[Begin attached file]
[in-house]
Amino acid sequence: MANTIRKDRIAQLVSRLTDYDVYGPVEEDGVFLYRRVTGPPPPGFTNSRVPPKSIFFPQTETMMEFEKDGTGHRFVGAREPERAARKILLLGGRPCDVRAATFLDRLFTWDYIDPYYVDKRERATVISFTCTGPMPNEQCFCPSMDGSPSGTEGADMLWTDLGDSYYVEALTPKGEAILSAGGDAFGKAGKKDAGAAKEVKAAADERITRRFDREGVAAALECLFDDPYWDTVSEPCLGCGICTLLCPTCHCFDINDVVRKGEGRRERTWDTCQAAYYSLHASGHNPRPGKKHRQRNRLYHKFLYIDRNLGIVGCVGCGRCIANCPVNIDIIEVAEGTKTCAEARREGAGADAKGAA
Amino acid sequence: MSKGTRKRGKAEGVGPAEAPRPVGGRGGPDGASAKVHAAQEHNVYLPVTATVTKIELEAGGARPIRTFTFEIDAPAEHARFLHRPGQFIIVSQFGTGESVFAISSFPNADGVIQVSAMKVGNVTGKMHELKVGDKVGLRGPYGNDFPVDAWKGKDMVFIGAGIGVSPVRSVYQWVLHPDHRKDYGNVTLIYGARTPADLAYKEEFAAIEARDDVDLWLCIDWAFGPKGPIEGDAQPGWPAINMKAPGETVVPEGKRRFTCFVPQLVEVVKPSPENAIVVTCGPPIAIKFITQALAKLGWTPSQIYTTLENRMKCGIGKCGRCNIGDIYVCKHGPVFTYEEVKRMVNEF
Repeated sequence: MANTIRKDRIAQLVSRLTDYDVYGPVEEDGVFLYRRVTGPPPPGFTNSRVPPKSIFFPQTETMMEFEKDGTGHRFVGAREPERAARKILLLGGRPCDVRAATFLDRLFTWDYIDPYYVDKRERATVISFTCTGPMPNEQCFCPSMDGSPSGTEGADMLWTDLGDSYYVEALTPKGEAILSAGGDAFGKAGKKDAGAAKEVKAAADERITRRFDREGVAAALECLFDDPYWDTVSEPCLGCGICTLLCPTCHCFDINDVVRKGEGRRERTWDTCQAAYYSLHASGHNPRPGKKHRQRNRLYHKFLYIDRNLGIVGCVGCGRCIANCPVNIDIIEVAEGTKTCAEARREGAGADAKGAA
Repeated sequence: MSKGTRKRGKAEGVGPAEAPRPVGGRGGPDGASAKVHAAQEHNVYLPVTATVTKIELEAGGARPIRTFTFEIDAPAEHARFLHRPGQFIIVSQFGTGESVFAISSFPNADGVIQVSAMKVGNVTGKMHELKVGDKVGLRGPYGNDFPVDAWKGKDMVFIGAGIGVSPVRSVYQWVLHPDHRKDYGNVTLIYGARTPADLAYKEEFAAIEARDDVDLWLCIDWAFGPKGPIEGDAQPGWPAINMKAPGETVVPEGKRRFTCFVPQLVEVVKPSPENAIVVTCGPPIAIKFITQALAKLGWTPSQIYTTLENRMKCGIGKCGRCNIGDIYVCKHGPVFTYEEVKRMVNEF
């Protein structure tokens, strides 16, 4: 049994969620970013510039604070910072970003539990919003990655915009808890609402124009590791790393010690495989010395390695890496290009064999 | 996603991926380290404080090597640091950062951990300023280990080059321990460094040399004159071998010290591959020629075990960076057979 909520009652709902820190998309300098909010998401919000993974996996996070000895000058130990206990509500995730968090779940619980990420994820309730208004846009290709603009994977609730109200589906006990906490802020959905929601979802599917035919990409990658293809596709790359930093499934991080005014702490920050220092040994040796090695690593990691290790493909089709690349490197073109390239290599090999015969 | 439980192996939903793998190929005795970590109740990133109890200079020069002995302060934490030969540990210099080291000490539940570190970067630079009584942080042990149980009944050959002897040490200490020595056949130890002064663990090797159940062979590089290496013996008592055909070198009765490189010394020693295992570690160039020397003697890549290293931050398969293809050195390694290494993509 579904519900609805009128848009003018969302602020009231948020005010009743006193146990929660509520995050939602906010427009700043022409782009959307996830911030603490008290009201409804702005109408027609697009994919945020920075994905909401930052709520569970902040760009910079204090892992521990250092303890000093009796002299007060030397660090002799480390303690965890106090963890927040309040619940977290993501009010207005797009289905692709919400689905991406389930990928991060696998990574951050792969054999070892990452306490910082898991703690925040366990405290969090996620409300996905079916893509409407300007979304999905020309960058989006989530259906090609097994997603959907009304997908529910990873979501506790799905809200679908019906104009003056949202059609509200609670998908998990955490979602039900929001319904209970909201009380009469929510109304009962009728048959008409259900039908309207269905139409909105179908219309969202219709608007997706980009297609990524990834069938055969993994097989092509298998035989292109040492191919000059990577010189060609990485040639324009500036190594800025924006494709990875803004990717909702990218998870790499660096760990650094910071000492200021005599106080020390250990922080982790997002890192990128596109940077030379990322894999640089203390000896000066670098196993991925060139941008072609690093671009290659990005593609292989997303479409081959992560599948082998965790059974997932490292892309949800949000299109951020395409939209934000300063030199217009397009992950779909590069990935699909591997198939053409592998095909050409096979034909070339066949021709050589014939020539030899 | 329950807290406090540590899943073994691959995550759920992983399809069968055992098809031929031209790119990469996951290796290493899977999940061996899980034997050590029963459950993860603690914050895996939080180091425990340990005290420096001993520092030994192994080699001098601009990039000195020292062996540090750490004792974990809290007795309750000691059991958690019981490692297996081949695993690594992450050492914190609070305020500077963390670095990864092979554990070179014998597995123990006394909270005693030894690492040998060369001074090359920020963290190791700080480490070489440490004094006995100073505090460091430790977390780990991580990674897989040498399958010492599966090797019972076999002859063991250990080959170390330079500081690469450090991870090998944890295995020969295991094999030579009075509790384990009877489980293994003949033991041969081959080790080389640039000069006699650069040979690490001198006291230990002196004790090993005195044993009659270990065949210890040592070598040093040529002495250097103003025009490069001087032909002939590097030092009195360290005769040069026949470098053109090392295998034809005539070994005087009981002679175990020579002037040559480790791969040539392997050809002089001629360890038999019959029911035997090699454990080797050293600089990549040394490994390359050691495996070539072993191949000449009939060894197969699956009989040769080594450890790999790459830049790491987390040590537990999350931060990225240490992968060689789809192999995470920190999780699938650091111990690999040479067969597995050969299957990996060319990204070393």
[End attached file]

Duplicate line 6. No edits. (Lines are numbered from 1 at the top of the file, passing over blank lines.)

């Protein structure tokens, strides 16, 4: 049994969620970013510039604070910072970003539990919003990655915009808890609402124009590791790393010690495989010395390695890496290009064999 | 996603991926380290404080090597640091950062951990300023280990080059321990460094040399004159071998010290591959020629075990960076057979 909520009652709902820190998309300098909010998401919000993974996996996070000895000058130990206990509500995730968090779940619980990420994820309730208004846009290709603009994977609730109200589906006990906490802020959905929601979802599917035919990409990658293809596709790359930093499934991080005014702490920050220092040994040796090695690593990691290790493909089709690349490197073109390239290599090999015969 | 439980192996939903793998190929005795970590109740990133109890200079020069002995302060934490030969540990210099080291000490539940570190970067630079009584942080042990149980009944050959002897040490200490020595056949130890002064663990090797159940062979590089290496013996008592055909070198009765490189010394020693295992570690160039020397003697890549290293931050398969293809050195390694290494993509 579904519900609805009128848009003018969302602020009231948020005010009743006193146990929660509520995050939602906010427009700043022409782009959307996830911030603490008290009201409804702005109408027609697009994919945020920075994905909401930052709520569970902040760009910079204090892992521990250092303890000093009796002299007060030397660090002799480390303690965890106090963890927040309040619940977290993501009010207005797009289905692709919400689905991406389930990928991060696998990574951050792969054999070892990452306490910082898991703690925040366990405290969090996620409300996905079916893509409407300007979304999905020309960058989006989530259906090609097994997603959907009304997908529910990873979501506790799905809200679908019906104009003056949202059609509200609670998908998990955490979602039900929001319904209970909201009380009469929510109304009962009728048959008409259900039908309207269905139409909105179908219309969202219709608007997706980009297609990524990834069938055969993994097989092509298998035989292109040492191919000059990577010189060609990485040639324009500036190594800025924006494709990875803004990717909702990218998870790499660096760990650094910071000492200021005599106080020390250990922080982790997002890192990128596109940077030379990322894999640089203390000896000066670098196993991925060139941008072609690093671009290659990005593609292989997303479409081959992560599948082998965790059974997932490292892309949800949000299109951020395409939209934000300063030199217009397009992950779909590069990935699909591997198939053409592998095909050409096979034909070339066949021709050589014939020539030899 | 329950807290406090540590899943073994691959995550759920992983399809069968055992098809031929031209790119990469996951290796290493899977999940061996899980034997050590029963459950993860603690914050895996939080180091425990340990005290420096001993520092030994192994080699001098601009990039000195020292062996540090750490004792974990809290007795309750000691059991958690019981490692297996081949695993690594992450050492914190609070305020500077963390670095990864092979554990070179014998597995123990006394909270005693030894690492040998060369001074090359920020963290190791700080480490070489440490004094006995100073505090460091430790977390780990991580990674897989040498399958010492599966090797019972076999002859063991250990080959170390330079500081690469450090991870090998944890295995020969295991094999030579009075509790384990009877489980293994003949033991041969081959080790080389640039000069006699650069040979690490001198006291230990002196004790090993005195044993009659270990065949210890040592070598040093040529002495250097103003025009490069001087032909002939590097030092009195360290005769040069026949470098053109090392295998034809005539070994005087009981002679175990020579002037040559480790791969040539392997050809002089001629360890038999019959029911035997090699454990080797050293600089990549040394490994390359050691495996070539072993191949000449009939060894197969699956009989040769080594450890790999790459830049790491987390040590537990999350931060990225240490992968060689789809192999995470920190999780699938650091111990690999040479067969597995050969299957990996060319990204070393």